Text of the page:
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NEWS
November 20, 1996 | Associated Press
The Supreme Court on Tuesday dismissed Benazir Bhutto's petition challenging her removal from power, calling the 42-page request argumentative, irrelevant and scandalous. Her lawyer said he was stunned by the court's ruling, which was handed down without granting the former prime minister a hearing. Attorney Aitzaz Ahsan did not say whether Bhutto would appeal the decision or submit another petition. Bhutto had no immediate comment on the ruling.
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WORLD
February 25, 2014 | By Zulfiqar Ali and Shashank Bengali
PESHAWAR, Pakistan - In a boost to U.S.-led forces in Afghanistan, a provincial court on Tuesday ordered that protesters end their blockade of the main NATO supply route through Pakistan. A two-member bench of the Peshawar High Court declared that protesters' ad hoc inspections of container trucks traveling into Afghanistan, which frequently barred trucks carrying NATO goods, were illegal and unconstitutional. Supporters of the Pakistan Tehreek-e-Insaf party, or PTI, the ruling party in Khyber Pakhtunkhwa province, had set up unofficial checkpoints along a highway passing through the provincial capital of Peshawar since Nov. 24 to protest U.S. drone strikes in the country's tribal areas.
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NEWS
October 7, 1988 | MARK FINEMAN, Times Staff Writer
As the 12 justices of Pakistan's Supreme Court deliberated the future of their deeply troubled country this week, one of the most senior judges paused to sum up the gravity of the decision they were about to make. "We are not going to let Rome burn while we sit here fiddling with the wording of our constitution," the judge declared. The decision handed down Wednesday evening was unprecedented.
WORLD
April 18, 2013 | By Alex Rodriguez
ISLAMABAD, Pakistan -- An Islamabad court Thursday ordered the arrest of former military ruler Pervez Musharraf on charges of illegally detaining dozens of judges while in power, but the former dictator slipped away when Pakistani commandos assigned to provide him security shielded him from an arresting officer outside the courthouse and whisked him away to his sprawling, heavily guarded residence just outside the capital. The ruling by Islamabad High Court Judge Shaukat Aziz Siddiqui provided further evidence that the onetime autocrat's decision to return to Pakistan after four years of self-imposed exile was a major miscalculation of the extent of support for him within Pakistani society today.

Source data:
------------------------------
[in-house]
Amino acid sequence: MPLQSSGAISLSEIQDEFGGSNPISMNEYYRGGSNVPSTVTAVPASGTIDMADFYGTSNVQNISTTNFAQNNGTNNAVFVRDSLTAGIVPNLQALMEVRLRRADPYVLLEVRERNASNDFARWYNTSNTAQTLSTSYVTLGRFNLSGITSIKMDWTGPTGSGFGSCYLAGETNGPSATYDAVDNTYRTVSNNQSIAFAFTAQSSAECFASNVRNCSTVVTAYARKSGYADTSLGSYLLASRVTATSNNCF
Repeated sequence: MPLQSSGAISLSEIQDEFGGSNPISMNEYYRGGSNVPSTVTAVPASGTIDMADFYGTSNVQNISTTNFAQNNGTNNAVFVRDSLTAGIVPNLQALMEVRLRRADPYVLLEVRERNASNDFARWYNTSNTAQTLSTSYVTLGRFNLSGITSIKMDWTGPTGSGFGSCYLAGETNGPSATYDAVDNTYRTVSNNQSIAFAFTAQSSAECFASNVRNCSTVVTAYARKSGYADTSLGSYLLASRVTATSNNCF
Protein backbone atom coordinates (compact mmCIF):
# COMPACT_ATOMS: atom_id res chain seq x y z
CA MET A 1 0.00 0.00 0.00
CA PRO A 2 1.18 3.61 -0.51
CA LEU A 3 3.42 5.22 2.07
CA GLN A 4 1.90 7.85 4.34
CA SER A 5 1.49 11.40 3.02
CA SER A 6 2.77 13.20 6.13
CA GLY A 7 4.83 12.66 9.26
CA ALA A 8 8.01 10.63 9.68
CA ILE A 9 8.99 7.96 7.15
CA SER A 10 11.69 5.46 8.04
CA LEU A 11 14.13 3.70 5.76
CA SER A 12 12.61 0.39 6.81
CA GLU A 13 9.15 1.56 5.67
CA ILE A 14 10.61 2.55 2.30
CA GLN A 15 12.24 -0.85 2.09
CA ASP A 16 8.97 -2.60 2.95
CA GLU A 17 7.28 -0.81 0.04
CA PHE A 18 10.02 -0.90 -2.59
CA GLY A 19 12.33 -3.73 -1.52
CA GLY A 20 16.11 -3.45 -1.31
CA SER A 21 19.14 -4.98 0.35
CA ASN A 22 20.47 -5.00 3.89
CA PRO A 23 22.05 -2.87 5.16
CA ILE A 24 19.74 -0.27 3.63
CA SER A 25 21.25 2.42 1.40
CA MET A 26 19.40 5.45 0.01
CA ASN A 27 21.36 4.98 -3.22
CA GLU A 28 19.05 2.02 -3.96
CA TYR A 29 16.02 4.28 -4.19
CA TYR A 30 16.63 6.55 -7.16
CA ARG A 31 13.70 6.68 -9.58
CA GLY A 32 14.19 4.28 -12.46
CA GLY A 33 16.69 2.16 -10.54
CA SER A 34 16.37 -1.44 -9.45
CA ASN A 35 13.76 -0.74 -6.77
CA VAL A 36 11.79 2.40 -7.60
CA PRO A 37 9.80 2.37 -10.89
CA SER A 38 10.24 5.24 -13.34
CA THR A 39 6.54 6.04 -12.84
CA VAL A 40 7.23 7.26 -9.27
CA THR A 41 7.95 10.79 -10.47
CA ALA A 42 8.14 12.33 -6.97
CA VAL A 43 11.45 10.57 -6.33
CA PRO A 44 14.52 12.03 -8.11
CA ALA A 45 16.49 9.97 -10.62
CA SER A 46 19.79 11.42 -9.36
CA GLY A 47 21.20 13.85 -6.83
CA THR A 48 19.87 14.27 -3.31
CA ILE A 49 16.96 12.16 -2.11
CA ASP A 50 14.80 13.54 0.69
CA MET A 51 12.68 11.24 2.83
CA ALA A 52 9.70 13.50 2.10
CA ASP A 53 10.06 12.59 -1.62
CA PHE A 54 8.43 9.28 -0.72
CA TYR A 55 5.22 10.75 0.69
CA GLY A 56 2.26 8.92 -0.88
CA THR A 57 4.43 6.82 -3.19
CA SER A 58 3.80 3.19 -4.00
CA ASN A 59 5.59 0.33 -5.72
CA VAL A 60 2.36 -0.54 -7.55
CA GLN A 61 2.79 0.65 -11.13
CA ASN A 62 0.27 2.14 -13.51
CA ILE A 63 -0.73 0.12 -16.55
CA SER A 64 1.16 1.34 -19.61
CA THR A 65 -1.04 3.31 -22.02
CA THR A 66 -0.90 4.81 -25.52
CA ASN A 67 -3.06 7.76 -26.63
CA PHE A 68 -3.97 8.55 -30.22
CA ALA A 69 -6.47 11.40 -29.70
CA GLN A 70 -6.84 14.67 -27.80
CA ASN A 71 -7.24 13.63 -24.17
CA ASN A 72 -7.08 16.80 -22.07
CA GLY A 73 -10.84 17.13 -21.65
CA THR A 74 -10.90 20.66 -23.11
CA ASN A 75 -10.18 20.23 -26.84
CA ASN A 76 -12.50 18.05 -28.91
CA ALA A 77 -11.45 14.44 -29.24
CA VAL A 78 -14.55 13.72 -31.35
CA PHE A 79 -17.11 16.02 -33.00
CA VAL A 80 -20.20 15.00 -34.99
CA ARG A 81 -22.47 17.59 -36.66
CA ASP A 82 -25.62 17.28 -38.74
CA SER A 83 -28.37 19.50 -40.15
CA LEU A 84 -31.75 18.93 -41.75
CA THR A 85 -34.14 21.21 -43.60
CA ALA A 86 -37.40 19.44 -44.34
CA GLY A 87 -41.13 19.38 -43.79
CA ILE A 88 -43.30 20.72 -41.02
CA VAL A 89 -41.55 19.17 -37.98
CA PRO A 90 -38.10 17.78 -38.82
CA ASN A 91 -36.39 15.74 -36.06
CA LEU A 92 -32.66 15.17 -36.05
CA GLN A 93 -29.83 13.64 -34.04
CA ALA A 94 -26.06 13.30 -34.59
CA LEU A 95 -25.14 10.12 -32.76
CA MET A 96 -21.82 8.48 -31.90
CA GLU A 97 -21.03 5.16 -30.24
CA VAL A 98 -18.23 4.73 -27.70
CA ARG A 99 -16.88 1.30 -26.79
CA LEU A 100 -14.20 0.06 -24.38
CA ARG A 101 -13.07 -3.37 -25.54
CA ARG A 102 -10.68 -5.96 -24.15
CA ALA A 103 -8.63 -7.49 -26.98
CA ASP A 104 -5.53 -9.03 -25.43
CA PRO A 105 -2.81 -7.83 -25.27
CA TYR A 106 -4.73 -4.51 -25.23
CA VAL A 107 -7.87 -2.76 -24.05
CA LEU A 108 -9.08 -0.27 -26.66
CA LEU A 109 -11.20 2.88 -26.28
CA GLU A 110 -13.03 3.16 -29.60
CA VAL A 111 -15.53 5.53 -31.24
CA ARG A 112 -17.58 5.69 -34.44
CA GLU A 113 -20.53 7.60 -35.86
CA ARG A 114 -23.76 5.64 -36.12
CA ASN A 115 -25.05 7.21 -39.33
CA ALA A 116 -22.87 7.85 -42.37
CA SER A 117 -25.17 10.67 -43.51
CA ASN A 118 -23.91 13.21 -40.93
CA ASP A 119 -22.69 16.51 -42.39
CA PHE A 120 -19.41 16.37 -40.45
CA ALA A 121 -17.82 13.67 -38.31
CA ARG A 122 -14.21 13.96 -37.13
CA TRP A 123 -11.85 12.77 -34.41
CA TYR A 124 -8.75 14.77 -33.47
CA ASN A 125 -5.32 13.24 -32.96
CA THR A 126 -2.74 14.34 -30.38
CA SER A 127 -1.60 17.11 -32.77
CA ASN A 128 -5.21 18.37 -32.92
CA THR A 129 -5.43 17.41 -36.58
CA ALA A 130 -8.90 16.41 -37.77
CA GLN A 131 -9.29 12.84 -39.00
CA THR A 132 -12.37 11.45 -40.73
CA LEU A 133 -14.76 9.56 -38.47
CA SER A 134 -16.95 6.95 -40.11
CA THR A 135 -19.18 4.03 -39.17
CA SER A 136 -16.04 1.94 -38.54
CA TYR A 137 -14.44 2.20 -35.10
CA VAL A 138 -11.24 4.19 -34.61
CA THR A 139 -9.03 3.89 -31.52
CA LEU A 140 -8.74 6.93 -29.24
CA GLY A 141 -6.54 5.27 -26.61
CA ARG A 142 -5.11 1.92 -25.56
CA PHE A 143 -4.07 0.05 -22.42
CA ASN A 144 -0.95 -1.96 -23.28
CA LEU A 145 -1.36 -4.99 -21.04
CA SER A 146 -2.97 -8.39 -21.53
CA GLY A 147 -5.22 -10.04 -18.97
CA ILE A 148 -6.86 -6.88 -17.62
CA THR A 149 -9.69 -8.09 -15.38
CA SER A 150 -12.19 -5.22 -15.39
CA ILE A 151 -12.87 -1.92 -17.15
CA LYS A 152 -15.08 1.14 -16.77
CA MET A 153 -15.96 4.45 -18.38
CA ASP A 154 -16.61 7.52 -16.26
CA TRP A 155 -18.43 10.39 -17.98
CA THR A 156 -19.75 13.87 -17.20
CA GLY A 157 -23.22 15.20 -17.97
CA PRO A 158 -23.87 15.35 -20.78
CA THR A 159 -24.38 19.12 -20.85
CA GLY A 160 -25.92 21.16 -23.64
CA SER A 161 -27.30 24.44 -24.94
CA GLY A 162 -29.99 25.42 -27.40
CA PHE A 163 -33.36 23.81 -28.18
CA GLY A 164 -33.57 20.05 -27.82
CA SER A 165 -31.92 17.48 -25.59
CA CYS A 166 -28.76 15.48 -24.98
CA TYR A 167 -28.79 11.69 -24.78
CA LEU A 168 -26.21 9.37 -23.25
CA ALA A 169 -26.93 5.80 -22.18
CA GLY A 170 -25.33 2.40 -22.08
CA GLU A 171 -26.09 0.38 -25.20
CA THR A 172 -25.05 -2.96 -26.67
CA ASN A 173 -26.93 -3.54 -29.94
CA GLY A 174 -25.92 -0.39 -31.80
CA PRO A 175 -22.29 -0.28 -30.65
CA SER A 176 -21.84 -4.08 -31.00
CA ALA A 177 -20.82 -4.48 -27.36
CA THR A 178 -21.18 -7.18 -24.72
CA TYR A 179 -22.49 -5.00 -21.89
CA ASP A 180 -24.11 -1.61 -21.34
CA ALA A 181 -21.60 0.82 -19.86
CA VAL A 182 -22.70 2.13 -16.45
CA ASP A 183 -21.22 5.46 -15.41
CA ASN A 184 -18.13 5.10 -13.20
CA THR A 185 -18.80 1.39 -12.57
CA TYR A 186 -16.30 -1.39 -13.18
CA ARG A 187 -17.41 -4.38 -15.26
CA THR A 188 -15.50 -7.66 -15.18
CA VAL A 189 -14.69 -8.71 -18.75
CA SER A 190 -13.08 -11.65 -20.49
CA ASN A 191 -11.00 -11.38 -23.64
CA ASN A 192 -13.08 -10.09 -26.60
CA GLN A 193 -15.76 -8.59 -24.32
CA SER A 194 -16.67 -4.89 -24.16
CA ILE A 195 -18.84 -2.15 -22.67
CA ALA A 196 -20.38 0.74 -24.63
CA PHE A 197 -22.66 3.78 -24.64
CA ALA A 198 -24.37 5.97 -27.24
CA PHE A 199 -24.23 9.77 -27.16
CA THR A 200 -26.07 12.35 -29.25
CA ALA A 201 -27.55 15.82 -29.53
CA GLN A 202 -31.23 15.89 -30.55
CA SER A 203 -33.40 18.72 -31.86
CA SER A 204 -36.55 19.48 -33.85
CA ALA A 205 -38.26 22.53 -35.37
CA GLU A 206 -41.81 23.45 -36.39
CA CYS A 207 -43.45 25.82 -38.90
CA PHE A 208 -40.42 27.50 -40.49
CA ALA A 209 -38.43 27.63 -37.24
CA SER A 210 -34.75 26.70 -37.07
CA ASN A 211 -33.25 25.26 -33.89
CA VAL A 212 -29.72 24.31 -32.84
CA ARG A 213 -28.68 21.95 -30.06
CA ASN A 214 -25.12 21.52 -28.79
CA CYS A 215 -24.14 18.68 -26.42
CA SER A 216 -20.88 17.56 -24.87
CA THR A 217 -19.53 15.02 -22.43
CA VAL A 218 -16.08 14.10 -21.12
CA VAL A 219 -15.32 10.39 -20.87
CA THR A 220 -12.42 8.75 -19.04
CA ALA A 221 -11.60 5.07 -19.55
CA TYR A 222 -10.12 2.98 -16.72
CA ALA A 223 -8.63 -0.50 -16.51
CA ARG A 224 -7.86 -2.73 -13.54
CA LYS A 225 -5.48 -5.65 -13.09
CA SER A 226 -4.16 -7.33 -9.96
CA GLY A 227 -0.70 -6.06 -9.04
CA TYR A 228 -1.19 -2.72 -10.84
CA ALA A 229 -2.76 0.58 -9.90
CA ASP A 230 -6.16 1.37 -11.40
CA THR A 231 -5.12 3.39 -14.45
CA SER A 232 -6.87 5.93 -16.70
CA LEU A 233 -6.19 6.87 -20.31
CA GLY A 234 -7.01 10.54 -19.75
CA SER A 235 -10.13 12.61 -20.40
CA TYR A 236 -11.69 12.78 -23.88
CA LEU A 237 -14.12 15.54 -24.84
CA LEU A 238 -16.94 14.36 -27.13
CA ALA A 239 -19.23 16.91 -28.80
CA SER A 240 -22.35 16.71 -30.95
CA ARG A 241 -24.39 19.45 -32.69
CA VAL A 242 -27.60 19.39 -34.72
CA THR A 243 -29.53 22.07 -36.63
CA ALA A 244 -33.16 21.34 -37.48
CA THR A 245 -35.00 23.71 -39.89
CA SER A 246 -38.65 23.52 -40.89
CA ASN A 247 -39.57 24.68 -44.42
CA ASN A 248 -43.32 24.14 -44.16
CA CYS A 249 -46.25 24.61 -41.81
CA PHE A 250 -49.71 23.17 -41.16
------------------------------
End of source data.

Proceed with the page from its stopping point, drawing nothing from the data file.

NEWS
July 21, 1991 | From Times Staff and Wire Reports
The Senate passed a constitutional amendment allowing the Pakistani government to suspend the Supreme Court and establish special courts allowing only one appeal in "terrorist affected areas." Prime Minister Nawaz Sharif said the government "wants to deal with terrorists and miscreants with an iron hand." The amendment was approved by the lower house of Parliament, where outraged opposition lawmakers stormed out, saying the government banned debate and steamrollered the bill through.
NEWS
October 3, 1988
The Pakistani Supreme Court overturned a decree issued by the late President Zia ul-Haq and ruled that candidates in next month's election may run under the banner of a political party. The decision by the nation's highest court was a victory for opposition leader Benazir Bhutto, who had sought to overturn the edict that said candidates must run as individuals, unaffiliated with political parties.
NEWS
January 27, 2000 | From Times Wire Reports
Six of the Supreme Court's 13 judges--including the chief justice--refused an order by Gen. Pervez Musharraf to take a new oath under a provisional constitution that would protect Pakistan's military from legal action. Of 102 judges, 89 were sworn in again, the government said. The refusal was seen as the sharpest challenge to the army since its bloodless coup ended civilian rule Oct. 12 and put Musharraf in charge.
NEWS
January 12, 2000 | From Times Wire Reports
Protesting the large number of intelligence agents and army personnel in his courtroom, a High Court justice refused today to hear a case of treason and hijacking against deposed Prime Minister Nawaz Sharif. High Court Justice Shabir Ahmed ordered the arrest of several intelligence agents, while others fled his courtroom, witnesses said.
NEWS
January 30, 1997 | From Times Wire Reports
The Supreme Court upheld the Nov. 5 dismissal of Prime Minister Benazir Bhutto by President Farooq Leghari, clearing the way for elections that pollsters say she will lose. "There is enough material to establish corruption, nepotism and misrule," the court said. The judgment was applauded by business owners and the markets.
NEWS
July 27, 1987